Clearly, management has spotted the disconnect between fundamental performance and share price because the Board of Directors approved a $4 billion share repurchase scheme, a strong signal that they believe the market capitalization is not representative of the present valuation.
It’s hard to disagree with them, particularly given the company has an extensive pipeline of drugs in various stages of development, including potential blockbusters that may significantly impact future revenues. But do the numbers add up?
Is Bristol Myers Stock Undervalued?
According to 24 analysts, Bristol Myers Squibb is 28% undervalued with a fair value of $64.13 per share.
It’s notable that the analysts consensus is confirmed by a discounted cash flow forecast analysis that places intrinsic value at $68.56 per share, suggesting BMY has 36% upside potential.
With $7.5 billion of cash sitting on the balance sheet, BMY has a fortress liquid position but what cannot be ignored is the firm’s $32.1 billion of long-term debt. That’s a hefty load and will become a larger drag on financial performance in coming years if interest rates don’t come back to lower levels.
Still, it’s clear that BMY shareholders don’t need to fret too much when other financial metrics are examined. For example, the company has a very respectable 9.6% return on invested capital and 26.9% return on equity in addition to a 5-year forecasted net income CAGR of 17.5%.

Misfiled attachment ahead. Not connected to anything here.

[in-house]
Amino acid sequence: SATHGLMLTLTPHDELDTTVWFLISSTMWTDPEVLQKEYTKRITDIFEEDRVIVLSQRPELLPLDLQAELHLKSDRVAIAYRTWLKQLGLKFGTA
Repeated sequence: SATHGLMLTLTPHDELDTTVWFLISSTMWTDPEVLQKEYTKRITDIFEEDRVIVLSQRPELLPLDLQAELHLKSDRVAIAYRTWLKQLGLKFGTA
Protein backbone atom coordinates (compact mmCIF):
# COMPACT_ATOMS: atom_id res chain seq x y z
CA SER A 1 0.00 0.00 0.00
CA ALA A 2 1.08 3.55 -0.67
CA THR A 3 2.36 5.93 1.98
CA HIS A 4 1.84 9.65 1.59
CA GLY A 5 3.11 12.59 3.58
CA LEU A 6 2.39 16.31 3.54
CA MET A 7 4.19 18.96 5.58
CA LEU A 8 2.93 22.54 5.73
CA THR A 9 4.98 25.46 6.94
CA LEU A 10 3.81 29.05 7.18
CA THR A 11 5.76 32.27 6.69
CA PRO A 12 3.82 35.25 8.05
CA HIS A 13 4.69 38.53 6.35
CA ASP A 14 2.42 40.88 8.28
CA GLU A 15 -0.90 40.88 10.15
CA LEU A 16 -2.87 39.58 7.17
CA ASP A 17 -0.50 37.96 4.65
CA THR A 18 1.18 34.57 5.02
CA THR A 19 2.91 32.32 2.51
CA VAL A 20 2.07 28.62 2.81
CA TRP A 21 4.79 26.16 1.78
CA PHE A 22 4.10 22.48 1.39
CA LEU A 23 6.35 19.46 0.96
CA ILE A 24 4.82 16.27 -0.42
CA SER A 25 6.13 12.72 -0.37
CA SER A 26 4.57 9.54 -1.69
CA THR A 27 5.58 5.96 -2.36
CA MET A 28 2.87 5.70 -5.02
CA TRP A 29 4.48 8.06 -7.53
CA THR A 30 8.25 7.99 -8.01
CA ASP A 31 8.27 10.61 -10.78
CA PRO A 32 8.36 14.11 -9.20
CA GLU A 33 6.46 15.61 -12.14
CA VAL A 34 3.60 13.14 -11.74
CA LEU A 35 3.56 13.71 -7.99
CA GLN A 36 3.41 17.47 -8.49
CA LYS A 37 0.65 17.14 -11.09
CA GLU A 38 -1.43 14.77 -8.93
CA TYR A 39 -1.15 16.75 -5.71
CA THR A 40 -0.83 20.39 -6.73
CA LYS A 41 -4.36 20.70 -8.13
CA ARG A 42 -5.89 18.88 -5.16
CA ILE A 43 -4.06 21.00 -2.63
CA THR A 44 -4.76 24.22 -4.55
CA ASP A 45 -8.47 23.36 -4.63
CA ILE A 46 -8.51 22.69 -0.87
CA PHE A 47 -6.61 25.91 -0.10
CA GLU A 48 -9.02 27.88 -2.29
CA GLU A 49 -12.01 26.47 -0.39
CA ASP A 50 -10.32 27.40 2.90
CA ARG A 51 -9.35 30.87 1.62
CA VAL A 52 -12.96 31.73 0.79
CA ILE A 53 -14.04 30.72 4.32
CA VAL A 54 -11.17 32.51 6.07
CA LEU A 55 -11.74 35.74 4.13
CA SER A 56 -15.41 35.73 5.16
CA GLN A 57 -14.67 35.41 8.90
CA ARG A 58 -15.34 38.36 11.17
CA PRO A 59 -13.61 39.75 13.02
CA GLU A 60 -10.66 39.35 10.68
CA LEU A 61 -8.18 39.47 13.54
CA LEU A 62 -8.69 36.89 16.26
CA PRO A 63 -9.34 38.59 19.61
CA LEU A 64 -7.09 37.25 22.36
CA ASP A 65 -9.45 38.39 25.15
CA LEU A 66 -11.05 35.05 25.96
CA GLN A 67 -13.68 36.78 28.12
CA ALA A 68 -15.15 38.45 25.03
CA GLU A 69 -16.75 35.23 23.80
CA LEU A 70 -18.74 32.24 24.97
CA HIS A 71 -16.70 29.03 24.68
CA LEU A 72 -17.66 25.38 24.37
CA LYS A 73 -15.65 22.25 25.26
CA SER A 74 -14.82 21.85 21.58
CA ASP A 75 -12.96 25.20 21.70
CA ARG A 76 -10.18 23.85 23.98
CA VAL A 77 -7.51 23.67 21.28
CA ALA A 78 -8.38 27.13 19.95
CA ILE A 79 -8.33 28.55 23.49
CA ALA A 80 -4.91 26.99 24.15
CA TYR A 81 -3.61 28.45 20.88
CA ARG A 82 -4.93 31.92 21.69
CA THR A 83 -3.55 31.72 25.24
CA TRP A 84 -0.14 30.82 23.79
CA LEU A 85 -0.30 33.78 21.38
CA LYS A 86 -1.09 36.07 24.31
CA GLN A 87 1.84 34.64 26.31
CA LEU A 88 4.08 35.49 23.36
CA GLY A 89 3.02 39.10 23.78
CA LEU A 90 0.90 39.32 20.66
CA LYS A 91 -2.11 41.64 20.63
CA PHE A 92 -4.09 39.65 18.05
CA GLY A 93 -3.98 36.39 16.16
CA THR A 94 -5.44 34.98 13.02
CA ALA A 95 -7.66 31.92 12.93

Combine those factors with the firm’s proven R&D capability, extensive patent portfolio that helps protect market share, and strategic partnerships and acquisitions, such as its purchase of Celgene, and it’s hard to see anything but that the margin of safety is growing ever more appealing.
Bristol Myers Squibb is a biopharmacuetical monster that is well-versed in extending market exclusivity for key drugs though formulation improvements and new therapeutic indications. By so doing, it can effectively prolong the profitability of its major products.
The combination of its manufacturing expertise, acquisitions and patent strategy in conjunction with its pipeline has proven to be a phenomenal revenue generator.
In spite of all the pluses, however, the market has shunned the stock following its lackluster revenues over the past year that have marginally declined. Arguably the 49% relative underperformance compared to the market as a whole is overdone, and value investors are likely sniffing an opportunity now.
The numbers would suggest the time to buy is either close by or has already arrived. Both analysts ratings and a cash flow analysis reveal fair value sits significantly higher, so for those willing to be a little patient, the odds are a resumption of top line growth or indeed any meaningfully positive news during a quarterly report could spark a rally.
The author has no position in any of the stocks mentioned. Financhill has a disclosure policy. This post may contain affiliate links or links from our sponsors.